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Argument: Conditions at Guantanamo Bay are harmful to detainee mental health

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Supporting evidence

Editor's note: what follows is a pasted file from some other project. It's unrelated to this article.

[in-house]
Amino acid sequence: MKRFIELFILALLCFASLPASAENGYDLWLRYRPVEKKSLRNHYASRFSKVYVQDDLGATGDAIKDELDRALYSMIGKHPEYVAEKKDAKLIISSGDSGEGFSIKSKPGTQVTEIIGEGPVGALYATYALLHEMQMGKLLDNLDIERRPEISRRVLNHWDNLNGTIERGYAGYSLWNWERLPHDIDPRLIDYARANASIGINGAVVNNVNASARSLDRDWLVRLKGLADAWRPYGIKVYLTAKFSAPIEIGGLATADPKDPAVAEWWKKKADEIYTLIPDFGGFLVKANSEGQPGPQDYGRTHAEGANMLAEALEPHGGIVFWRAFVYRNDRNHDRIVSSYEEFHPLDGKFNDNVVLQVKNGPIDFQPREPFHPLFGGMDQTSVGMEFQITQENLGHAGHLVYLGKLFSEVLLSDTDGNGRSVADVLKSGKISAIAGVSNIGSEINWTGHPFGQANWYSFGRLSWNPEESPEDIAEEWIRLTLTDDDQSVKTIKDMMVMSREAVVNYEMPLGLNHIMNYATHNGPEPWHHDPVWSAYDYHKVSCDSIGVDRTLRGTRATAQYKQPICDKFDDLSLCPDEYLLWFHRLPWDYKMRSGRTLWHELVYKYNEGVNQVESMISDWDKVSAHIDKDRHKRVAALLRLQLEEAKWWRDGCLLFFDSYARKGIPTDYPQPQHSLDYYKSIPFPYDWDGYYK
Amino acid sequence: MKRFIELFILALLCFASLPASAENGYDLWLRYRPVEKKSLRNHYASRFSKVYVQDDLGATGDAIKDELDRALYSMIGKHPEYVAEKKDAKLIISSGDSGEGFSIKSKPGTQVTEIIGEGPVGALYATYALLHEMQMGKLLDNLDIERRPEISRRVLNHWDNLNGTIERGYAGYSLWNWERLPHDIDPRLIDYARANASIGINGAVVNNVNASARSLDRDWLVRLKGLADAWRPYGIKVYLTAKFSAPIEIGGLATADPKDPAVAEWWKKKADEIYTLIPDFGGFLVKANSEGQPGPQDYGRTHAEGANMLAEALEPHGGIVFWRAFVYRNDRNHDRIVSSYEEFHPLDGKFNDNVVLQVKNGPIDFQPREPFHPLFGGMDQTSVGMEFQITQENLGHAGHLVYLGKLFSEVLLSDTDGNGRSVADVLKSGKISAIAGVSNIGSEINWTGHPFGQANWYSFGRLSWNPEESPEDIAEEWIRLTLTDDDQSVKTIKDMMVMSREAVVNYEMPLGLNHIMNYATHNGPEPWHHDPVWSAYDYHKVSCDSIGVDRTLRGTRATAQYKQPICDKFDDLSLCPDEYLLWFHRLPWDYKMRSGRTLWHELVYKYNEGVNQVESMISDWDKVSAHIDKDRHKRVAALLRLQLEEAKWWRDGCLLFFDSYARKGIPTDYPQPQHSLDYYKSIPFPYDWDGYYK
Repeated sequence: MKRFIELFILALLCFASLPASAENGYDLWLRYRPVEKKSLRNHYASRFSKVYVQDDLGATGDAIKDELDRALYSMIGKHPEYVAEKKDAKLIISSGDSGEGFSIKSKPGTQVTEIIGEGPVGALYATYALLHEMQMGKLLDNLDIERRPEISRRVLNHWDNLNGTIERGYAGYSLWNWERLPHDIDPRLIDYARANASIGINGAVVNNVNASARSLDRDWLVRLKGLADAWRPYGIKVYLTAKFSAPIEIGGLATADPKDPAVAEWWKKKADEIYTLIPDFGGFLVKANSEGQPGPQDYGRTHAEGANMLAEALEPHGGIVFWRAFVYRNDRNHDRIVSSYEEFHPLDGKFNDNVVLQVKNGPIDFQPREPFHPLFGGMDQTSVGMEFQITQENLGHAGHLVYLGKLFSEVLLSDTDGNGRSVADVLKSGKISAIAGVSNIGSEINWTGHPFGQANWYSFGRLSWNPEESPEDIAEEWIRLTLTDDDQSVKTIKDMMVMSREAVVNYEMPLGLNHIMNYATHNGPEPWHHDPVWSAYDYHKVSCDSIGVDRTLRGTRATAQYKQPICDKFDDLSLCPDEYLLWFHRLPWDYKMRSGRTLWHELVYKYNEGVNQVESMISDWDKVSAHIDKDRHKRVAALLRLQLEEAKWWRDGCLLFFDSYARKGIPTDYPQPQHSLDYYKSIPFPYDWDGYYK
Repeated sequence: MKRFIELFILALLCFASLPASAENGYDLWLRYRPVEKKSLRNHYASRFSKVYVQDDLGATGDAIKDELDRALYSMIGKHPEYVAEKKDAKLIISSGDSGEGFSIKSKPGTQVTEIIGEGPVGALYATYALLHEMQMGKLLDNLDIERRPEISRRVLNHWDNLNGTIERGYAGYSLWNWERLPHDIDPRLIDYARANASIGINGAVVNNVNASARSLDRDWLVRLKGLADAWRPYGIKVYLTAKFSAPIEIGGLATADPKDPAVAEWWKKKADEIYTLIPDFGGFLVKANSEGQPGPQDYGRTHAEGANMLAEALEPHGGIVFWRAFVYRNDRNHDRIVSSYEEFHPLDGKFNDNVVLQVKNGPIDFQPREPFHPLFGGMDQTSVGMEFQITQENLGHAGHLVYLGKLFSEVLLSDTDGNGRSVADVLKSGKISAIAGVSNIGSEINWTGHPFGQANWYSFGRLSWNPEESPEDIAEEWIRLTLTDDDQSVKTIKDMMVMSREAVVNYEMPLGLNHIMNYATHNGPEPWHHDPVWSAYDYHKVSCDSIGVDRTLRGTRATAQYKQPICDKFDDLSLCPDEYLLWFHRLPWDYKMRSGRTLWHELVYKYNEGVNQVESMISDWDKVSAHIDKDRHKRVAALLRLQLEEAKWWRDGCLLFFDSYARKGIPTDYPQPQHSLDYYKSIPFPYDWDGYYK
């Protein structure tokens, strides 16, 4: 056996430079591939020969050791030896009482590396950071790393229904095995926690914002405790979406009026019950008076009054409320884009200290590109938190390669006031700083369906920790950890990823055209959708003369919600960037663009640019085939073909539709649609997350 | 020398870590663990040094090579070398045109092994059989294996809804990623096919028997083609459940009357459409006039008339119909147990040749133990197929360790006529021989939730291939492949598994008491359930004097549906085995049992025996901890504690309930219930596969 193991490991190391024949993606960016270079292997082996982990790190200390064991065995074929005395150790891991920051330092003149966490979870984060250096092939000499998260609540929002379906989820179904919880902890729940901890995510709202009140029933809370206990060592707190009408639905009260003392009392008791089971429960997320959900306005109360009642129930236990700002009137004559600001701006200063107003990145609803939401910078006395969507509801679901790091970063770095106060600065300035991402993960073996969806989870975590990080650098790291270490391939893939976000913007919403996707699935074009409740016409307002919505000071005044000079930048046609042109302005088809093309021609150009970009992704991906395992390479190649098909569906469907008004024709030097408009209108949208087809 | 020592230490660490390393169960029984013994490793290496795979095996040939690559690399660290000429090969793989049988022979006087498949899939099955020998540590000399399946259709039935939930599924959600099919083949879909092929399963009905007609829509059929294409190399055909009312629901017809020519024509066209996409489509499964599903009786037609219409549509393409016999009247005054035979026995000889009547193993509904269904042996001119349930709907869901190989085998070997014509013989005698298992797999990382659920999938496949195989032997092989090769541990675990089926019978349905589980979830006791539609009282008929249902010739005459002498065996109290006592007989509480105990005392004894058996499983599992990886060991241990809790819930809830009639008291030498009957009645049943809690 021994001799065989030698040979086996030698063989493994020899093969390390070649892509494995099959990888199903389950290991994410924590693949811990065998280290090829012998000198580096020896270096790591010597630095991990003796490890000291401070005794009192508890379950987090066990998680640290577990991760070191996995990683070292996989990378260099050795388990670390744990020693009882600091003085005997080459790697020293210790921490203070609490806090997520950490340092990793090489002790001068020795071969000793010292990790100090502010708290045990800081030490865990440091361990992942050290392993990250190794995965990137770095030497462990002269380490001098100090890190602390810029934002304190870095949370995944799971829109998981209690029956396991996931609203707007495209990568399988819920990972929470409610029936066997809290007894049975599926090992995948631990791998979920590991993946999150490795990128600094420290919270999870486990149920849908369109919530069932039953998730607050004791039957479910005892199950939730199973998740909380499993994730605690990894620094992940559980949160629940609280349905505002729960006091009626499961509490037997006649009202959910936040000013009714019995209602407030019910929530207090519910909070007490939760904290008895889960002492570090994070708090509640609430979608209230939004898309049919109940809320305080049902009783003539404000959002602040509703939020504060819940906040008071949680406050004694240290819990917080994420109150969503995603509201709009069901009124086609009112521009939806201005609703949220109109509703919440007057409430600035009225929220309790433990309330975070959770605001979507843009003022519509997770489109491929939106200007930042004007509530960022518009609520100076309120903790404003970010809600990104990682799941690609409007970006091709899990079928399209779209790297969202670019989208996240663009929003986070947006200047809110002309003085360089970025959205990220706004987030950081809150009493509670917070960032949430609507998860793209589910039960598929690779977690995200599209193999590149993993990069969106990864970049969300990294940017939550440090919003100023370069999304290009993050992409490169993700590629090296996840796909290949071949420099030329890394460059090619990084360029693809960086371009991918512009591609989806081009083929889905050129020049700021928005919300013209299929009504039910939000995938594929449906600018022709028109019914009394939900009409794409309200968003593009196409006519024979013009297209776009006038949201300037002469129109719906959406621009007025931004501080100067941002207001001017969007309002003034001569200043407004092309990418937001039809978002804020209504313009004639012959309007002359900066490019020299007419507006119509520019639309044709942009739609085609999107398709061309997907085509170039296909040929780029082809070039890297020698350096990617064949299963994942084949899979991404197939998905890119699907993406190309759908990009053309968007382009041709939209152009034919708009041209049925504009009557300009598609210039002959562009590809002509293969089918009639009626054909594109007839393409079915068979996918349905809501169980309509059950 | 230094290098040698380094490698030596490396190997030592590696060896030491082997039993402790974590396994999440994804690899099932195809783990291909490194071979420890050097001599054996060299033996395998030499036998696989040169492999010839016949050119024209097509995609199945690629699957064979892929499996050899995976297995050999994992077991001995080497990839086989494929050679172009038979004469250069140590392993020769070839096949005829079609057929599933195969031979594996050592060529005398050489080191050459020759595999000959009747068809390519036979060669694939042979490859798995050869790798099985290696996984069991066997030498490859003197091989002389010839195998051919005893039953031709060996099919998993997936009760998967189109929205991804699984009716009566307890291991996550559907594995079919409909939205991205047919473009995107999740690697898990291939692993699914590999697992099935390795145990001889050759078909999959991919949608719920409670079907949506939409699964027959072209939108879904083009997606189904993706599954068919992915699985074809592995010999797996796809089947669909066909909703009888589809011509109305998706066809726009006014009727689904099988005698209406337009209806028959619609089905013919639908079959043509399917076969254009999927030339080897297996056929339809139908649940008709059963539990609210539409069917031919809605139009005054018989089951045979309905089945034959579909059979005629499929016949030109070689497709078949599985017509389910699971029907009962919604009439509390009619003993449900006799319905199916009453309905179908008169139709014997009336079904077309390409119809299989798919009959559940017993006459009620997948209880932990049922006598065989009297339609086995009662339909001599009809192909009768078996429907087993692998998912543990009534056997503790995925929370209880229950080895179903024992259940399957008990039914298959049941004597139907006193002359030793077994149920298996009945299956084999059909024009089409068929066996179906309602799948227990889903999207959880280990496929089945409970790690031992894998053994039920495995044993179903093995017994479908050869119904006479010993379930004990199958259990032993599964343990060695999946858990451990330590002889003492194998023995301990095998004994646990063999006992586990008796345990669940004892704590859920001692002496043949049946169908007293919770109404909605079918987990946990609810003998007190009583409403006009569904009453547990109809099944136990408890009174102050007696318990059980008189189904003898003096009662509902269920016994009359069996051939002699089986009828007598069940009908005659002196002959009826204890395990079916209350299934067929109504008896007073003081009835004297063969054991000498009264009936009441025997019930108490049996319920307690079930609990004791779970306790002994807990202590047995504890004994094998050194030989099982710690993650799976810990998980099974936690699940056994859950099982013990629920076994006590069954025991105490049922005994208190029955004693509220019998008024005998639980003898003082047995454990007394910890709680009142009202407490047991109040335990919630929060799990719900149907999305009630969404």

"Economic, Social, and Cultural Rights. Civil and Political Rights. Situation of detainees at Guantánamo Bay". United Nations Economic and Social Council. February 15, 2006 - "Mental health 71. Reports indicate that the treatment of detainees since their arrests, and the conditions of their confinement, have had profound effects on the mental health of many of them.103 The treatment and conditions include the capture and transfer of detainees to an undisclosed overseas location, sensory deprivation and other abusive treatment during transfer; detention in cages without proper sanitation and exposure to extreme temperatures; minimal exercise and hygiene; systematic use of coercive interrogation techniques; long periods of solitary confinement; cultural and religious harassment; denial of or severely delayed communication with family; and the uncertainty generated by the indeterminate nature of confinement and denial of access to independent tribunals.104 These conditions have led in some instances to serious mental illness, over 350 acts of self-harm in 2003 alone, individual and mass suicide attempts and widespread, prolonged hunger strikes.105 The severe mental health consequences are likely to be long term in many cases, creating health burdens on detainees and their families for years to come."

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